The New Jersey Knockouts beat the Chicago Blaze 2.5-1.5 last night in US Chess League action to advance to 5-0 at the season's halfway mark. If they win next week against the Arizona Scorpions, New Jersey will be the first team to achieve a 6-0 record and should guarantee a playoff berth.
It was a much more evenly contested match than fans expected from the records of the two teams. Every board featured a theoretical duel and most of the games were decided by mistakes in the opening stages. If Chicago had managed a win on Board Two, the match could have been a draw. I have annotated the games below and you can download the PGN file.
One opening duel took place on Board One, where GM Joel Benjamin and IM Jan van de Mortel followed known theory through move 16, when van de Mortel blundered, perhaps because he forgot an important nuance of the game that they had been following (as I suggest in my notes). After his opponent's blunder, Benjamin had an easy win, which he conducted perfectly to the finish.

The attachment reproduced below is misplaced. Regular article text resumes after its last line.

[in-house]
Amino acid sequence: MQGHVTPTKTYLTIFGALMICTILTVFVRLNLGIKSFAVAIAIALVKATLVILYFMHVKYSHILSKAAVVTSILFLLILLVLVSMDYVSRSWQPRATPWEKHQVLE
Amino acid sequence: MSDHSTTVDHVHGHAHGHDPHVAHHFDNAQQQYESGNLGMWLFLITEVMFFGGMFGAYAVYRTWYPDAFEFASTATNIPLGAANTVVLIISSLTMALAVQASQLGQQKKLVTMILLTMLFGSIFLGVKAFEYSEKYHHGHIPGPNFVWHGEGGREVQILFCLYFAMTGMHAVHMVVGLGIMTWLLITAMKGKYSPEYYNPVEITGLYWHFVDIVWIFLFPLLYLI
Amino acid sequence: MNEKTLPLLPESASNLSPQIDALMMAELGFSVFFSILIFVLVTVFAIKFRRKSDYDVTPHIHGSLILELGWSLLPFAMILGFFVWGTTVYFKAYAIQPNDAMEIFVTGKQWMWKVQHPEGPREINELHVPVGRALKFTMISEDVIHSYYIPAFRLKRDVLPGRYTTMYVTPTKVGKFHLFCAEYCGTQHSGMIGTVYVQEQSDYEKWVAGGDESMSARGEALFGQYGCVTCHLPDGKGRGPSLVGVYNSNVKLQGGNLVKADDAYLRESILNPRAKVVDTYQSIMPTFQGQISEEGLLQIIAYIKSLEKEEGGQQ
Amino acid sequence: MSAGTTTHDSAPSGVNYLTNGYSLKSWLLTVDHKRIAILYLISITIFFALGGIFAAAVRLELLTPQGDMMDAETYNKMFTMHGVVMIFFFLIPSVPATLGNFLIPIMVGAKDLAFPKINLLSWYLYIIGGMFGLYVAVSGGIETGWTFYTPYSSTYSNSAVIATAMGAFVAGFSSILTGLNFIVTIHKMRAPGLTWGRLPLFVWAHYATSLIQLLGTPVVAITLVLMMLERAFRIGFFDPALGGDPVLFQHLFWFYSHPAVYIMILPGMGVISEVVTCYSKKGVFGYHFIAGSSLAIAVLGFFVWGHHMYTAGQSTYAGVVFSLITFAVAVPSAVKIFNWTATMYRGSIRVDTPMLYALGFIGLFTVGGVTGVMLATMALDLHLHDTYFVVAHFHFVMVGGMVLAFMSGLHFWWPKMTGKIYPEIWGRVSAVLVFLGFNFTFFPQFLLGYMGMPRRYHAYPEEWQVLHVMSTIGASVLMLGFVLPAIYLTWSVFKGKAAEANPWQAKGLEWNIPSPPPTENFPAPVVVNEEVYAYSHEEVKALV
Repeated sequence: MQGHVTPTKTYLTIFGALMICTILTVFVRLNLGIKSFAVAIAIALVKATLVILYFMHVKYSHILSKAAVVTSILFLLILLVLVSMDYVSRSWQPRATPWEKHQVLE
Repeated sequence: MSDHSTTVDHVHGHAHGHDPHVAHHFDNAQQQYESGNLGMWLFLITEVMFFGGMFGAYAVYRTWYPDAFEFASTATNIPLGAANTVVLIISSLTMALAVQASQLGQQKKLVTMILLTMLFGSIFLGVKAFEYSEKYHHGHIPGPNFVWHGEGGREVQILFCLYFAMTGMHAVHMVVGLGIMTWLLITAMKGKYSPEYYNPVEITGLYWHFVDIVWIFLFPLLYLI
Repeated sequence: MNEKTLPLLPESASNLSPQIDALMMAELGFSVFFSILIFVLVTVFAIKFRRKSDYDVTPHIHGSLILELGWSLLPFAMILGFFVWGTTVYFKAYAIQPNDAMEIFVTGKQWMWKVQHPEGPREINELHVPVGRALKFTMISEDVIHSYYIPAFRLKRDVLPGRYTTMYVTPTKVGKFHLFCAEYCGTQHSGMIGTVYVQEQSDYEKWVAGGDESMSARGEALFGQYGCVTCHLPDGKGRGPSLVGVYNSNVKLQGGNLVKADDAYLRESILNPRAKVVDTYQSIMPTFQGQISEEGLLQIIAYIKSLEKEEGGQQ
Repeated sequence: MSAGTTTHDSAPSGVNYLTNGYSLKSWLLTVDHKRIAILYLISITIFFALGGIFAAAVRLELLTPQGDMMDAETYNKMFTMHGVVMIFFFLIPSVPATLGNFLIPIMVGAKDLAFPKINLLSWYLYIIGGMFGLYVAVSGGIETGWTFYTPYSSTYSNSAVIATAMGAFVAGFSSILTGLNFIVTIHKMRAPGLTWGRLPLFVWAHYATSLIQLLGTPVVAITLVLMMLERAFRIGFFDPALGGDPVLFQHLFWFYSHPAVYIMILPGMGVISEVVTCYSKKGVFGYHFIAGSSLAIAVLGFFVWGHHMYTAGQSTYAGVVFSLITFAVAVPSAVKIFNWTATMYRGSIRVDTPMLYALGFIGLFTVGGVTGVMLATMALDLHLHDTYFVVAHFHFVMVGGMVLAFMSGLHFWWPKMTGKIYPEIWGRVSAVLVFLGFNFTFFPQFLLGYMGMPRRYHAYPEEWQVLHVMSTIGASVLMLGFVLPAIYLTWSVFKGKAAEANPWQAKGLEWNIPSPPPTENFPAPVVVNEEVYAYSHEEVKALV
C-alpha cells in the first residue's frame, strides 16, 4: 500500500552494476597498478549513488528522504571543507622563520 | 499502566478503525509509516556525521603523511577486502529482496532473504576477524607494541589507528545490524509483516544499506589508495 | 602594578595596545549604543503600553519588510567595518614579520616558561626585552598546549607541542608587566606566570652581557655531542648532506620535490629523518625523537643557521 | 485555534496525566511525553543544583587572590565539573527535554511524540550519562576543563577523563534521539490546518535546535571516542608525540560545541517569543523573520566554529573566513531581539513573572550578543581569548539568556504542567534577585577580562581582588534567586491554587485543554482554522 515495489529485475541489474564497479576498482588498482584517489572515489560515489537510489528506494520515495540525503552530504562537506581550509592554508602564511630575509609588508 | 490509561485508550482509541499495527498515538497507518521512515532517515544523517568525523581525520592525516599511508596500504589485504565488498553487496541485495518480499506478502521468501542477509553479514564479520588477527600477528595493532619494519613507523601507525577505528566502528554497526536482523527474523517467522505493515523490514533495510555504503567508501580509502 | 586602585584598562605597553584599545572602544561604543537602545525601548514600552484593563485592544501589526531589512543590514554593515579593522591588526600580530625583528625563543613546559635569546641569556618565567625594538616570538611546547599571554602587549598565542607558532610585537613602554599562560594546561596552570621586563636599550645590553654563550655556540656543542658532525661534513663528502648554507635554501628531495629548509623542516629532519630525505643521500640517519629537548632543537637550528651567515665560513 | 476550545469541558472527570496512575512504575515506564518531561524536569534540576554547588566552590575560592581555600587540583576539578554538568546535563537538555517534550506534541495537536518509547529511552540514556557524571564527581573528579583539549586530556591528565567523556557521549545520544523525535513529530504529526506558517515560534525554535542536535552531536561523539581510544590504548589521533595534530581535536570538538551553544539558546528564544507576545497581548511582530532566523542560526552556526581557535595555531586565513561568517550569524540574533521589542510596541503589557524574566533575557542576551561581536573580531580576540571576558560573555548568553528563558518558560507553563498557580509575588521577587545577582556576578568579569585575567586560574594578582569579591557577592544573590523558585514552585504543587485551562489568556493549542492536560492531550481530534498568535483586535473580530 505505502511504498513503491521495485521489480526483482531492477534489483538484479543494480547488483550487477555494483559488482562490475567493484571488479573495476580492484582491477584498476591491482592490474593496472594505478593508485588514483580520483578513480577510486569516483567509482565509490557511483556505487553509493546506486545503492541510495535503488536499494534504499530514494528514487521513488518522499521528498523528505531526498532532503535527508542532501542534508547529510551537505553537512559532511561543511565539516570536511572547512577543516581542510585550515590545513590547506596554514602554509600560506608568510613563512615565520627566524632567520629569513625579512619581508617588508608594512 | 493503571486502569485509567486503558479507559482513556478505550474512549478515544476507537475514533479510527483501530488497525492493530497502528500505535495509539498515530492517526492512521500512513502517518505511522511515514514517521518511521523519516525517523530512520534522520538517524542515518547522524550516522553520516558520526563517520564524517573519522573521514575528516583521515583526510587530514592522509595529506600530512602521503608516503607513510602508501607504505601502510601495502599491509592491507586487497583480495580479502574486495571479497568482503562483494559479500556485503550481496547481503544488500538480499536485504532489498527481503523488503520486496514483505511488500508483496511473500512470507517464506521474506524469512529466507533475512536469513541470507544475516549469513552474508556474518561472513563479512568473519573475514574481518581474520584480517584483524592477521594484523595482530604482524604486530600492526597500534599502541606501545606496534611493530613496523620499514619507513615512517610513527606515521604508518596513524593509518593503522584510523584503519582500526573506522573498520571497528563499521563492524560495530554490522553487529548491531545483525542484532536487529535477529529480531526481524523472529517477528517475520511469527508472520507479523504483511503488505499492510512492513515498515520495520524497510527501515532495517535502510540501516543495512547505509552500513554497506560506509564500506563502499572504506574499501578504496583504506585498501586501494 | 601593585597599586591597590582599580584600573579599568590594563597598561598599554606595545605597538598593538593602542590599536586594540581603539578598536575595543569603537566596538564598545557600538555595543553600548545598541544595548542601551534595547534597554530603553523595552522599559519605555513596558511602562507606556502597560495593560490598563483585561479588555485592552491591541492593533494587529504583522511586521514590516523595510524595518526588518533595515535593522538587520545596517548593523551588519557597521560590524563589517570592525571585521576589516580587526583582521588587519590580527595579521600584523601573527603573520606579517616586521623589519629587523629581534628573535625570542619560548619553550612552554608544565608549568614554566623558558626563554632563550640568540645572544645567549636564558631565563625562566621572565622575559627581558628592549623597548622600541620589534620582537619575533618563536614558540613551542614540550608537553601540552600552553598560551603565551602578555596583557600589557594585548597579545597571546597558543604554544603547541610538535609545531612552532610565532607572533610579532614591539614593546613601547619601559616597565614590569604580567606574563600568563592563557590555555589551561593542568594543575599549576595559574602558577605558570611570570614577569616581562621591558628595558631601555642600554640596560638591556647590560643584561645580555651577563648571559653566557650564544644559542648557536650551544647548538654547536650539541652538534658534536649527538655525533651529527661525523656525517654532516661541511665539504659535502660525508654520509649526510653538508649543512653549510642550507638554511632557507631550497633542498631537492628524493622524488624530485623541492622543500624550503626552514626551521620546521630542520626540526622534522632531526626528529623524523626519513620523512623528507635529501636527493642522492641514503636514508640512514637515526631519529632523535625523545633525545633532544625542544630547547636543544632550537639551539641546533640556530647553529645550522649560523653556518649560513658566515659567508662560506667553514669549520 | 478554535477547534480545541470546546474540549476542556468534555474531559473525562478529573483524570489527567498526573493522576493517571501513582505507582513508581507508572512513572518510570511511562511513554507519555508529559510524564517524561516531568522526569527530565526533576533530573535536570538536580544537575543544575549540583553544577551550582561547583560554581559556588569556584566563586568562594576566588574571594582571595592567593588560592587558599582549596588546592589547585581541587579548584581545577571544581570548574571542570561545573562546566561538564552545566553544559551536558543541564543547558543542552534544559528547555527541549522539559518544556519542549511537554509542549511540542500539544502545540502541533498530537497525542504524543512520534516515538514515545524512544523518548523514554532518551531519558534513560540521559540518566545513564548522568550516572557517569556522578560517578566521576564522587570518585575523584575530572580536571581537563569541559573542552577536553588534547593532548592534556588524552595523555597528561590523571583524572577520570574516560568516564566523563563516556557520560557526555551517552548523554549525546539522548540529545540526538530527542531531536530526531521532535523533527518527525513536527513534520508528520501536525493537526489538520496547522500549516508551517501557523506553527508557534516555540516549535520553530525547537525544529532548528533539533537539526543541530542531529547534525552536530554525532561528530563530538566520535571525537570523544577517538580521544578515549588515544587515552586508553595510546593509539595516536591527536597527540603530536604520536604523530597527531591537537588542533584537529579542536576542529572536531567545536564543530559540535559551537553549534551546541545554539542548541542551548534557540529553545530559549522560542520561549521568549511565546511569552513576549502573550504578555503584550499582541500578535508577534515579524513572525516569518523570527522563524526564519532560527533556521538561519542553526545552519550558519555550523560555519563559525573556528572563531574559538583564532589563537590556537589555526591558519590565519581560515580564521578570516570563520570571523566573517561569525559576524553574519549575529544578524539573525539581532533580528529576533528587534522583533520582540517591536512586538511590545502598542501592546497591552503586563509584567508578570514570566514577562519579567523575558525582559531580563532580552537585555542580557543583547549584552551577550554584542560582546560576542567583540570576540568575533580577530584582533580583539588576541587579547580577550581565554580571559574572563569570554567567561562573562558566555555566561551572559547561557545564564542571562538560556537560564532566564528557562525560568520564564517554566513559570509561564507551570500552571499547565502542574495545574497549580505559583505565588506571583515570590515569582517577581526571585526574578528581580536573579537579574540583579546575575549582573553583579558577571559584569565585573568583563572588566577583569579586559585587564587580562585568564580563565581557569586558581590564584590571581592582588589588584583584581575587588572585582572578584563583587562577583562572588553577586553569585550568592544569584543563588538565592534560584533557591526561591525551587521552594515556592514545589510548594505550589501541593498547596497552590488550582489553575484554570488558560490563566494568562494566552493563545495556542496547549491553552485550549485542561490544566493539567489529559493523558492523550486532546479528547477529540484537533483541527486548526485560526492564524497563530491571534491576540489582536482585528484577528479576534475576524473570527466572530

The most tense and interesting game of the night was certainly that of IM Angelo Young vs. SM Mackenzie Molner (2446) on Board Two, which featured a complex line of the Colle System that resembles a French Defense. White definitely had interesting attacking chances, as some previous games have shown, but Molner broke through first on the queenside to gain a winning advantage. However, with all of the other games decided and time pressure arriving, Molner took the opportunity to force a draw by repetition to seal the win for his team.
The theoretical duel between IM Albert Kapengut and IM Mehmed Pasalic on Board Three followed a White win by Alexander Ivanov from 2002 through move 23, and the result was the same. Though the majority of this game was theory, it was well conducted throughout by Kapengut, who finished it off in style by offering Black the choice between surrendering a Rook for a passed pawn or succumbing to mate. I expect it to be considered for Game of the Week, though it will probably lose points on "originality."
The most deadly mistake in the opening occurred in the match-up of junior champions on Board Four, where Chicago's NM Eric Rosen sprang a little-known opening trap against NM Andrew Ng in a line of the Closed Sicilian discussed by Gawain Jones in Starting Out: Sicilian Grand Prix Attack. By move nine, Ng was in some trouble, and by move eleven he was probably lost, though he battled on past move 30 when the match seemed well enough decided in New Jersey's favor.